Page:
Banking The Unbanked

18-year-old Reidi Ventura tends seedlings in her own greenhouse

La Fida finds ways to spread and trickle down wealth to rural El Salvador El Salvador is enjoying more economic growth than any other Central American state, according to World Bank indicators. Nevertheless, rapid growth typically increases the disparity in income distribution, particularly in a country still dressing its wounds from the 13-year civil conflict that ended in 1992. But […]

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In Pursuit of Goatsuckers

Speculation on the elusive and mischievous Chupacabra Goatsuckers are not something you see every day. In fact, they are not something that most of us will ever see on any day. Nevertheless, so many Central Americans believe in their existence that, for their sakes, we need to give a fair hearing to the possibility. Whether goatsuckers exist or not, they […]

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My 101 First Cousins-in-law

Marrying into a large family brings unannounced house guests and some new vocabulary. Since my Guatemalan wife had 10 siblings, I have enough in-laws to populate a middle-sized Dallas suburb. I am forever meeting “new” members of the González-Boch clan for the first time. And I was not that good at recalling names even before ADD and premature senility made […]

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Ursula Baumann

Art Exhibit and Auction, Thurs., May 14, 7 pm. Theatre El Chapiteau, Panajachel, Lake Atitlán A host of Guatemalans, including four-footed ones, are glad that Ursula Baumann changed continents and careers in 1998. She had been an able but often bored hotel manager in her native Switzerland. For decades she dreamt of making her avocation, painting, into a career. After […]

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“Shirtless Jack” Clinton McGovern

Jack McGovern (in hat), at his 2001 retirement

Jack Clinton McGovern, 64, beloved teacher and movie lore expert, has lost his battle with cancer. The Tarzan novel he was writing remains unfinished. Around election time in the United States, people would tell him, “I know whom you are voting for!” Though Jack could not vote in 1960, he canvassed for his namesake, Jack Kennedy. Twelve years later, he […]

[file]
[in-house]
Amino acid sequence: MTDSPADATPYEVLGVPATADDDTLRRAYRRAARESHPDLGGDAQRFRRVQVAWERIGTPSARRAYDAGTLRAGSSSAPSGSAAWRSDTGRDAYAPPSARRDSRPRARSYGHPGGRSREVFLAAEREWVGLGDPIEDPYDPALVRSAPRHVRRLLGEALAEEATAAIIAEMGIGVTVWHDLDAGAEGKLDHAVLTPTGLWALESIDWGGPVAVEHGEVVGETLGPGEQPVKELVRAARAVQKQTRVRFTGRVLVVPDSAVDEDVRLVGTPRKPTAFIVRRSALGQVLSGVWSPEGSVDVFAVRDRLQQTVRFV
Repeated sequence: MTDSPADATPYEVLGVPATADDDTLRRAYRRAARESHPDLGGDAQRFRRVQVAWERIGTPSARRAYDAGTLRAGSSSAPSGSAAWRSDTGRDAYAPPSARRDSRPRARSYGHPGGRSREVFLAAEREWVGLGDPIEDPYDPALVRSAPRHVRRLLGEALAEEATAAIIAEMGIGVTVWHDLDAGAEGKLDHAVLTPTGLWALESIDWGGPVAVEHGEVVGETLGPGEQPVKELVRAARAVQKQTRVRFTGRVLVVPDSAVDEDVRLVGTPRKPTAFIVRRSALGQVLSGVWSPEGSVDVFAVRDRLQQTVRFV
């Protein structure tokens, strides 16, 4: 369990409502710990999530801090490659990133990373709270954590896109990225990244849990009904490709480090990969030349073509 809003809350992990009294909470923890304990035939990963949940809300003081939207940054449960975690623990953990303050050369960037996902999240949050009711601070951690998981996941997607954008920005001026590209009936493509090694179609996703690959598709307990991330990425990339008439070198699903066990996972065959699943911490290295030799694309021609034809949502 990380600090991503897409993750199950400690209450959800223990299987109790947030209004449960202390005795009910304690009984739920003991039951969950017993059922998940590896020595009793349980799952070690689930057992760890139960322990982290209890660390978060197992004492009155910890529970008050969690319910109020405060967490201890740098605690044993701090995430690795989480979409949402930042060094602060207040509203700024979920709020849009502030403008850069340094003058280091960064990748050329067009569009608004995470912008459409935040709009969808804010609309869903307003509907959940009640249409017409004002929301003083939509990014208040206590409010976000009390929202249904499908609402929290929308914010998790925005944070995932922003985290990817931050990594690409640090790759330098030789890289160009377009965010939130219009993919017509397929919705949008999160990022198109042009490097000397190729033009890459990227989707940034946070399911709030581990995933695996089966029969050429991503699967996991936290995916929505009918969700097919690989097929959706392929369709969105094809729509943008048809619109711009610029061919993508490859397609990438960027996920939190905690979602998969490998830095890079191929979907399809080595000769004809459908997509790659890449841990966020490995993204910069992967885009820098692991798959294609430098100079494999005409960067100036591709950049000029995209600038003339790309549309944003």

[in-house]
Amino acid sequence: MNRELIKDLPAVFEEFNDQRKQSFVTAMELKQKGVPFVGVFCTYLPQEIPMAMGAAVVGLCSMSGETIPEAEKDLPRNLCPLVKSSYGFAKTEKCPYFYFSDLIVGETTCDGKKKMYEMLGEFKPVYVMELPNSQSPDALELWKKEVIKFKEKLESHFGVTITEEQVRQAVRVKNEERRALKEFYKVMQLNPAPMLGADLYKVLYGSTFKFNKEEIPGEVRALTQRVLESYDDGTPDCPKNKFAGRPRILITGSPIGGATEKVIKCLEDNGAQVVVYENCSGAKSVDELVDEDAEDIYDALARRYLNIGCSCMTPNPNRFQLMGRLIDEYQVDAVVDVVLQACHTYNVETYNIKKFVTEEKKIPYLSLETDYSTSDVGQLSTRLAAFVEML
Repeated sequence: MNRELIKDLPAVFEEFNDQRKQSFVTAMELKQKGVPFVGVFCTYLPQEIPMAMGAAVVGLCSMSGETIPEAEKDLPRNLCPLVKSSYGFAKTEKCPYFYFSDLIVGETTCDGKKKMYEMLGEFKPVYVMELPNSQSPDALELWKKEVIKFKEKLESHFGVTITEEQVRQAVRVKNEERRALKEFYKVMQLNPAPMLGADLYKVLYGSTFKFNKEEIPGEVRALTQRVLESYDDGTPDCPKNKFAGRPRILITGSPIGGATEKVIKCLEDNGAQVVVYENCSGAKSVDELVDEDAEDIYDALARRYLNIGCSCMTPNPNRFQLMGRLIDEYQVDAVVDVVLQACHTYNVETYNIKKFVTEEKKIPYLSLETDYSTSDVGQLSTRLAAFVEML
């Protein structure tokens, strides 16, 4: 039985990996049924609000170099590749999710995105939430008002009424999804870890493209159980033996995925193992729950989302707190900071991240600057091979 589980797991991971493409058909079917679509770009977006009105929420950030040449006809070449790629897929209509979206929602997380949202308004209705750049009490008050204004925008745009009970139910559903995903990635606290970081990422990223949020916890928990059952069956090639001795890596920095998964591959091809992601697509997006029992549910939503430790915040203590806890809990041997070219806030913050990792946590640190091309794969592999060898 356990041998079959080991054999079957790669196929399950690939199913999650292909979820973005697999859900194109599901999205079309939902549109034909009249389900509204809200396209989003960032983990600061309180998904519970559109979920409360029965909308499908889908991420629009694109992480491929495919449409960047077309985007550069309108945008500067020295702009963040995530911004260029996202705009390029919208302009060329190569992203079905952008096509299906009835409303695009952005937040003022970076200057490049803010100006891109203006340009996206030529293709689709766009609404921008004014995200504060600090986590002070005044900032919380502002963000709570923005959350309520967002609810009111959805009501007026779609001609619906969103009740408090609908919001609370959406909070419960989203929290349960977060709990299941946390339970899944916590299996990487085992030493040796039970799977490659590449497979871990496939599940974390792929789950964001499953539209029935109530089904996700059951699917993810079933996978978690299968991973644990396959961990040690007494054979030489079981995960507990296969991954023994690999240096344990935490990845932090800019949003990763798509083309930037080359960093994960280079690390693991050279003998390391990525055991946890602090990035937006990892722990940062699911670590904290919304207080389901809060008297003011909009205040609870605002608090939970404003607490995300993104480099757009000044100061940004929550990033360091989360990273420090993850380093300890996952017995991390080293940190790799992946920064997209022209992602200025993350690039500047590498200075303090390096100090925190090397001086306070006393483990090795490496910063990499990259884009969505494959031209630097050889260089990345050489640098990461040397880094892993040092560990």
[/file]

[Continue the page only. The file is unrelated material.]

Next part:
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Springtime for Chicharra and Chiquirín

Chicharra or Cicada

Lovesick cicadas electrify the air with an amorous din as they hurdle from puberty to old age “In the spring,” wrote Tennyson in his poem Locksley Hall, “a young man’s fancy lightly turns to thoughts of love.” The same could be said of old cicadas in Central America. Every spring, millions of them emerge from the ground to molt, unfurl […]

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3Q and the Tomato Paste War

Dealing with Lilliputian cans of sauce and questionable quantification quirkiness on our retail shelves Tomato paste is mentioned in Guatemala’s Constitution. I have yet to find the paragraph, section, and clause, but I’m certain it is there. The law in question requires all cans of tomato paste sold here to be the 6-ounce variety. You may occasionally find tomato paste […]

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The Heartbreak of HDD

Some simple steps to avoid the dangers that Hemispherical Discognizant Disorder can cause. If you are a foreigner in Central America, some people in the home country think that you spend Christmas in sweltering heat and humidity. “Oh, yeah,” they say. “Down there, the seasons are reversed and all that.” The charitable response, the one I usually give, is to […]

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Valentine Chocolates and Exotic Soups

Forrest Gump’s life may have been a box of chocolates. My box has included snails—and worse. On February 12, 1993, I returned to Guatemala after three months Stateside, for what Latin Americans call el pedido, “the asking.” The thing I was going to ask for was the hand of my fiancee, Mely González, from her parents. I thought doing so […]